The Years of the Maritime Continent (YMC) is a multi-national field campaign from July 2017 to July 2019 aimed at improving understanding and prediction of MC weather-climate systems and their global impact. An overview of YMC was presented by Dr. Kunio Yoneyama of JAMSTEC at the October 2015 WGTMR panel meeting in Nanjing, which was followed by the panel’s endorsement of YMC.
The first component of YMC will be an MJO-diurnal cycle study west of Sumatra by Japan and Indonesia in Nov-Dec 2017. In 2018 there will be three coordinated projects in the SCS – NTU’s SCS Two Island Monsoon Experiment, US ONR’s PISTON (Aug-Sep) involving NOAA’s R/V Tommy Thompson to investigate the diurnal cycle in the SCS and the boreal summer intraseasonal oscillation (BSISO), and US NASA’s CAMPEx to study aerosol impacts on precipitating systems in the Philippine-SCS region. ECMWF has agreed to provide a high-resolution reanalysis for 2017-2019 in support of YMC and YOPP (Year of Polar Prediction). At present, 70 institutes and universities from 19 countries are involved in YMC.
A third YMC Workshop will be held in Kuala Lumpur, Malaysia from 14-16 March 2017. click here to go to the JAMSTEC YMC page
Dr Matthew Wheeler (BOM) of the Monsoon Panel's Executive Committee will represent the Panel at the 3rd YMC Workshop.
World Monsoons Website
The Monsoon Panel of WWRP’s Working Group on Tropical Meteorology Research is pleased to announce that Yale University’s World Monsoons Website is now online at: http://monsoon.yale.edu/ The website created by Dr William Boos* at Yale University (with financial support from the US National Science Foundation CAREER award AGS-1253222) provides observations of current weather in the world’s various monsoon regions, together with rainfall totals for the current seasons. The website also provides forecasts of monsoon activity over the next few days. Targeted for the layperson, there is also a blog, which every week or two features a current general-interest story; recent articles have focused on flooding in Jakarta, drought in Brazil, etc.
Data presented on the website comes from various sources: Current winds are obtained from the latest daily operational analysis of the U.S. National Centers for Environmental Prediction (NCEP); Current precipitation is obtained from the Tropical Rainfall Measuring Mission (TRMM) Multi-satellite Precipitation Analysis (TMPA) product; Deterministic forecasts are obtained from the Global Forecast System (GFS), a numerical weather prediction model produced by NCEP and Probabilistic forecasts are obtained from the GFS Ensemble; the bias-corrected precipitation is used. Technical support and hosting are provided by Yale’s Instructional Technology Group.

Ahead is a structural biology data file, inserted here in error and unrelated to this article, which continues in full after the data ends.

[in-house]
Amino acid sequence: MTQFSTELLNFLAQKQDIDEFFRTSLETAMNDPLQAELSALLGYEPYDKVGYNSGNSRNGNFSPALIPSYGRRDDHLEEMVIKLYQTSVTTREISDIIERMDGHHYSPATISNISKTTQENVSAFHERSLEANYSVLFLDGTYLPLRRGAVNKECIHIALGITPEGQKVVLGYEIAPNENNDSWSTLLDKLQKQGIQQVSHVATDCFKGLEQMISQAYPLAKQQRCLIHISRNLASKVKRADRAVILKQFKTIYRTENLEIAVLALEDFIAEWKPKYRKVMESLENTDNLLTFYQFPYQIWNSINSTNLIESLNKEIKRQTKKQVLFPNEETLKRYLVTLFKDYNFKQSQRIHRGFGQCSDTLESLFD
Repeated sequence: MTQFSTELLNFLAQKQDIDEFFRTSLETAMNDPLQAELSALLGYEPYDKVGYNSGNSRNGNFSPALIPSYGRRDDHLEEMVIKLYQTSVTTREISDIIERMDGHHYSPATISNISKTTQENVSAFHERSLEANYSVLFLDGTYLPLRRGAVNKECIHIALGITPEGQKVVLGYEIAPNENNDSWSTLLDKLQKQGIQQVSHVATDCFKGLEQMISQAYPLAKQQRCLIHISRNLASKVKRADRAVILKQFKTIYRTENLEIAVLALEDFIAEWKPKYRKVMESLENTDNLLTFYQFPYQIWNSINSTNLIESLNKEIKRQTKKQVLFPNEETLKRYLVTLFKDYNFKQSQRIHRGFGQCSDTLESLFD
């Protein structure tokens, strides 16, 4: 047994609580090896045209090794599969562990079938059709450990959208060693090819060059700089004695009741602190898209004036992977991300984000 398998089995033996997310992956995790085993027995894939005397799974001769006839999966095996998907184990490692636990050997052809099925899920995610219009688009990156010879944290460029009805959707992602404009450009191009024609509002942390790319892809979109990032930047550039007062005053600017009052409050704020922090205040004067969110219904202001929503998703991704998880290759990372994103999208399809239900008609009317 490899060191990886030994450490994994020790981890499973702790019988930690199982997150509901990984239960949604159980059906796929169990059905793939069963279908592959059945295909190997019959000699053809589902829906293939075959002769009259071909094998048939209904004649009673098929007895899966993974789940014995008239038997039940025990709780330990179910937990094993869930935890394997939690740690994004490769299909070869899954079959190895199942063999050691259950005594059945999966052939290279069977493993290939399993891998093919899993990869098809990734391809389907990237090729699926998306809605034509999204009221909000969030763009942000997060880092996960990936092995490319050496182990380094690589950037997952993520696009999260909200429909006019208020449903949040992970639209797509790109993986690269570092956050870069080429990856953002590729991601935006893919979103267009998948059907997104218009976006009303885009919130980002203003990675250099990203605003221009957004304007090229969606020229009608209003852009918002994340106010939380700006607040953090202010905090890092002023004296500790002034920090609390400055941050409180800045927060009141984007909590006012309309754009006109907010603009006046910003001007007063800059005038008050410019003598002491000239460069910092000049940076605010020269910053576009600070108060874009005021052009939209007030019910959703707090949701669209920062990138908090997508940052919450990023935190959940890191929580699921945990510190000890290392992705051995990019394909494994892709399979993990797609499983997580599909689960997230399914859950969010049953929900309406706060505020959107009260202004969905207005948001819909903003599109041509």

*Dr William Boos is a member of the Monsoon Panel's Expert Team on Severe Monsoon Weather
Verification methods for tropical cyclone forecasts
(document prepared by JWGFVR)
The Eighth International Workshop on Tropical Cyclones (IWTC-VIII) and Third International Workshop on Tropical Cyclone Landfall Processes (IWTCLP-III) was held in Jeju, Republic of Korea from 2-10 December 2014. The closing ceremony on 10 December 2014, the last day of the combined workshops was preceded by a recapitulation of the recommendations of IWTC-VIII and IWTCLP-III.
Dr William K.-M. Lau, Deputy Director of NASA’s Earth Science Division and member of WWRP’s Expert Team on Climate Impacts on Monsoons is the lead author of a NASA-led modeling study which provides new evidence that global warming may increase the risk of extreme rainfall and drought. The analysis provides a new assessment of global warming's impacts on precipitation patterns around the world. The study was accepted for publication in the American Geophysical Union journal Geophysical Research Letters.
(click here for more information)
The Second Monsoon Heavy Rainfall Workshop was held in Kuala Lumpur, Malaysia from 10 to 12 December 2012. Organized by WWRP's Monsoon Panel led by Prof C.P. Chang, participants at the workshop presented and discussed recent research results on the observation, modelling and prediction of heavy rainfall in the monsoon region. NMHS forecasters in the monsoon region participated in the 3-day event essentially to benefit from the training aspect of the workshop. Also held during the workshop was a planning meeting for the international field and modelling project, Southern China Monsoon Experiment (SCMREX).
The International Workshop on Rapid Change of Tropical Cyclone Intensity and Movement was held in Haikou, Hainan, China from 5-9 November 2012. Organized by the current Chair of WGTMR, Dr Yihong Duan and the former Chair of WWRP's WGTMR, Prof Chen Lianshou, the workshop was attended by tropical cyclone researchers and forecasters.The workshop highlighted recent advances in the theory and practice of forecasting rapid changes in tropical cyclone intensity and track.
click here for the Workshop's Powerpoint Presentations
Featured JOURNAL: Tropical Cyclone Research and Review
An Invitation to Contribute an Article from the Editor of TCRR
Featured ARTICLE: Advances in Understanding and Forecasting Rapidly Changing Phenomena in Tropical Cyclones (Russ Elsberry)